Donut Dolly puts you in the Vietnam War face down in the dirt under a sniper attack, inside a helicopter being struck by lightning, at dinner next to a commanding general, and slogging through the mud along a line of foxholes. You see the war through the eyes of one of the first women officially allowed in the combat zone.
When Joann Puffer Kotcher left for Vietnam in 1966, she was fresh out of the University of Michigan with a year of teaching and a year as an American Red Cross Donut Dolly in Korea. All she wanted was to go someplace exciting. In Vietnam she visited troops from the Central Highlands to the Mekong Delta, from the South China Sea to the Cambodian border. At four duty stations, she set up recreation centers and made mobile visits wherever commanders requested. That included Special Forces teams in remote combat zone jungles.
Donut Dolly is Kotcher's personal view of the war, recorded in a journal kept during her tour, day by day as she experienced it. It is a faithful representation of the twists and turns of the turbulent, controversial time. While in Vietnam Kotcher was once abducted; dodged an ambush in the Delta; talked with a true war hero in a hospital who had charged a machine gun; and had a conversation with a prostitute. A rare account of an American Red Cross volunteer in Vietnam, Donut Dolly will appeal to those interested in the Vietnam War, to those who have interest in the military, and to women aspiring to go beyond the ordinary.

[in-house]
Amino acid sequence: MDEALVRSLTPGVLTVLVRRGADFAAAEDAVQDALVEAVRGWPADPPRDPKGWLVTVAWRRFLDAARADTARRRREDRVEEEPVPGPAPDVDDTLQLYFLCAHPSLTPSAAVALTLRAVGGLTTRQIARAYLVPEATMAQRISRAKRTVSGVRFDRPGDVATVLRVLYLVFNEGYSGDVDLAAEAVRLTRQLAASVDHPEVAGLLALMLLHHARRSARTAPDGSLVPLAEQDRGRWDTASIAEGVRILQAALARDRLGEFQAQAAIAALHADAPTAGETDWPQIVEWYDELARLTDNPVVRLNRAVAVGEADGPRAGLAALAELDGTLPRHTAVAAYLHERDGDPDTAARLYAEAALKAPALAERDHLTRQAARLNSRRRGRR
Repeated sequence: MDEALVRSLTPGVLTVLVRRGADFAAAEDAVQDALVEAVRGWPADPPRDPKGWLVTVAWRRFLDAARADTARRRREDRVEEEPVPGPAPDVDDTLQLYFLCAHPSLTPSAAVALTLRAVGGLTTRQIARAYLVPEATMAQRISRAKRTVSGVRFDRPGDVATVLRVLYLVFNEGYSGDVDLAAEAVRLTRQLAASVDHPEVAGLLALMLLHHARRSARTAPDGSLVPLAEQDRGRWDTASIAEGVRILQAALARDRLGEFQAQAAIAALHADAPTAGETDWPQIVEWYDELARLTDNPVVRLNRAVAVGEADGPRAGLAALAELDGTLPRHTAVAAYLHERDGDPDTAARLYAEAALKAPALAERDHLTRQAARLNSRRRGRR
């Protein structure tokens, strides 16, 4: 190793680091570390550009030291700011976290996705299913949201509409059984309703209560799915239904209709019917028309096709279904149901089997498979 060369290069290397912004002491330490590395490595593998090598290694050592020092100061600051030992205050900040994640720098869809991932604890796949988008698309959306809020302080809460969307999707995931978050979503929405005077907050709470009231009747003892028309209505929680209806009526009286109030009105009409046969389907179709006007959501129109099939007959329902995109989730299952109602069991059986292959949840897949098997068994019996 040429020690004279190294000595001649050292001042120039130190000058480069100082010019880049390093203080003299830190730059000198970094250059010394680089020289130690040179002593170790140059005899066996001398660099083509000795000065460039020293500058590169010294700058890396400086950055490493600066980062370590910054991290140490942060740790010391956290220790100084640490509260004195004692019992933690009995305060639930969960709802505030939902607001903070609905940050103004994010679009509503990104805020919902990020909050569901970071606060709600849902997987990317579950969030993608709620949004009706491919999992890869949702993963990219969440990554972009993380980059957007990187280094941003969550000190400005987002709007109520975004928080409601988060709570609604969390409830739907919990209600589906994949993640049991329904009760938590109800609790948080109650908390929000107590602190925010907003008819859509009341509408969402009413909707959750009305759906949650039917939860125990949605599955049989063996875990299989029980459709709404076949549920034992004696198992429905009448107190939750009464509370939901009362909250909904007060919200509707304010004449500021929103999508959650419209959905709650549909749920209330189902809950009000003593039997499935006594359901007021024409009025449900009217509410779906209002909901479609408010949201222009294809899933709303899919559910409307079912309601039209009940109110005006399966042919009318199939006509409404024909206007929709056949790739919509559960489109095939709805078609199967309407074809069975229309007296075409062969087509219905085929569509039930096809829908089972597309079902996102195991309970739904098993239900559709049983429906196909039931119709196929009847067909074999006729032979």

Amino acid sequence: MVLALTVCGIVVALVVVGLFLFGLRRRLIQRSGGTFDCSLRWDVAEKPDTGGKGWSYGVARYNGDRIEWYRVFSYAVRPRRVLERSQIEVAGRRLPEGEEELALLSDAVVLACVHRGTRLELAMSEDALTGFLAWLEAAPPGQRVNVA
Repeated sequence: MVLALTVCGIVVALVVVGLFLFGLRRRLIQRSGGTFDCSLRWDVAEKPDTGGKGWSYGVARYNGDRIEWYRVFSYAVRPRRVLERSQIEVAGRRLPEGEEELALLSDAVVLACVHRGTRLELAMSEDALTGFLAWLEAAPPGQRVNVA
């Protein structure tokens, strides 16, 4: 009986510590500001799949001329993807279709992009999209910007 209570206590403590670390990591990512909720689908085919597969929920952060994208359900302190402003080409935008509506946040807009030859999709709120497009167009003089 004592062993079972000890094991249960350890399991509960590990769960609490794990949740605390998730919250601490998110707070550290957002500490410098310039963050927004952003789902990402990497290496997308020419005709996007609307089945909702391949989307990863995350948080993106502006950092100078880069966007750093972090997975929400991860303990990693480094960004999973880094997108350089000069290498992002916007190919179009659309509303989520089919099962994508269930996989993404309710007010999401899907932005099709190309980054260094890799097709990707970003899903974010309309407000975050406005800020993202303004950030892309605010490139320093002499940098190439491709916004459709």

Branson Stars and Flags Award, 2012.
"Donut Dolly is an engaging and useful account of an almost totally ignored facet of the Vietnam War. Kotcher and her colleagues attempted to make life more bearable for the soldiers and airmen engaged in the war, and along the way, her insights are fascinating." (G. L. Seligmann, coeditor of The Sweep of American History)
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